You mentioned that, at this point, New York is kind of largely dependent on the federal government for equipment. If you had a minute to talk to President Donald Trump, what is one thing you would tell him?
This is what the federal government exists for, to mobilize resources in a national crisis. And a city like New York cannot manufacture ventilators. We rely on the nation as the industrial base of this nation and we need him to do what FDR did in World War II and ramp up production, force factories to retool, and use every resource at this country’s disposal to blunt the impact on what is going to be a crisis unprecedented in American history.
Is it too late in a way for that kind of mobilization?
Well, I think that the failure to test early is actually going to go down in history as the second biggest failure in this crisis. The failure to begin mobilizing mass production of medical equipment and supplies is going to be the most epic failure in this crisis.
Is it too late? I told you we have one to two weeks of personal protective equipment stockpiled. I don’t know how long it takes to purchase that equipment. But I’m extremely worried that even if the order goes forth today that it can’t be turned around that quickly. I don’t know. It’s not my job to know. It’s the federal government’s job to know and to do this.
What did you think of Governor Cuomo’s kind-of lockdown order today? Did it come soon enough?
I am enormously relieved that he took this step. We desperately need it ... I mean certainly Washington Heights, where I am, there are far too many people out. There are far too many people going to work because they have to. And there are far too many people doing nonessential errands and socializing. We had to take this to the next level. We had to mandate it. The recommendations weren’t working. And it’s been done now in cities and states around the country. California did it last night. It was time for New York to do it and I’m very relieved we did.
How long can New Yorkers expect to be working from their homes, to be taking all these types of precautions? Do we know yet?
We don’t know. I would caution New Yorkers to prepare for a very long haul. I would tell them to prepare for eight weeks. But that is really just a guess. And it depends on a lot of factors we don’t yet understand about how fast the virus will spread.
As far as all the projections and estimates that you’ve seen … for a worst case scenario for New York, as far as the number of people infected, the number of people that will die, do you have a number you’re comfortable talking about?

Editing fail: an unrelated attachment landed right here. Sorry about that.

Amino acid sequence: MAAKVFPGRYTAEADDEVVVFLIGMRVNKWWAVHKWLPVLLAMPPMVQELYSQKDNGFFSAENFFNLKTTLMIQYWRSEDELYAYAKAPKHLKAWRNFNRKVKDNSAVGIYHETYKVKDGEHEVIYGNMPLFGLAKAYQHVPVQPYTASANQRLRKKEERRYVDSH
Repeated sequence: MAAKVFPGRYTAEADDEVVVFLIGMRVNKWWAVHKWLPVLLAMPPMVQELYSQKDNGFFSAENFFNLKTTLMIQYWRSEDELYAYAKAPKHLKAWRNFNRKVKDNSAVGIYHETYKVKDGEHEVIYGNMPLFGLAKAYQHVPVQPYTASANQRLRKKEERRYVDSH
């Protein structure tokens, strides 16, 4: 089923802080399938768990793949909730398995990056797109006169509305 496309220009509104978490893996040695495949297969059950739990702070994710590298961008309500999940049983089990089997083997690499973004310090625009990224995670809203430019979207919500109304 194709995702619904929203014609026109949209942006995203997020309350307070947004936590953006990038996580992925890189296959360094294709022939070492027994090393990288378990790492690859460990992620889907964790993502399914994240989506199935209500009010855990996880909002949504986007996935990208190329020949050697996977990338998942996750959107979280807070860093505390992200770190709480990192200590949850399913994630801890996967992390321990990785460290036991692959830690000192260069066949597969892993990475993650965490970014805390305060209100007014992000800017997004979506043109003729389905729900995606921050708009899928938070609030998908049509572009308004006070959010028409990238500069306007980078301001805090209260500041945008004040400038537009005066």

Worst case? Oh, my god. Worst case is that millions of people in New York City are infected and that a 100,000 or more could die.
The worst case doesn’t have to happen. And there’s a lot we can do to prevent that. If we can avoid the crush happening at once on our medical system, and slow this down, even if ultimately, most of us do get the virus, the medical system will be able to care for most of us. And that’s why social distancing is critical. And why staying out of the health care system, if you can avoid it, is also an obligation we all have.
OK. Are you sleeping at the moment?
[Laughs] Not enough. It’s very hard, very, very hard. You might hear it in my voice.
If you had words of encouragement for New Yorkers right now, what would it be?
Look, we have so many assets here. We have among the most advanced medical institutions in the world. We have the largest and best public hospital system in the world. We have the best, in my opinion, big city public health system, best health department in the world. We have a government that has the resources and the will to help the most vulnerable. And you know, we’ve been through a lot in New York City. We survived the Great Depression. We survived the 1979 blackout, we survived 9/11, and we survived the 2008 financial meltdown. We will get through this, we will bounce back. I really believe that.
Last question. If you had to imagine the day this is all over, everybody gets to go to bars and restaurants again, what is the first thing as a New Yorker that you will do to enjoy that moment?
I’ll be heading to Coogans in Washington Heights. Favorite neighborhood spot.
This interview has been edited and condensed for clarity.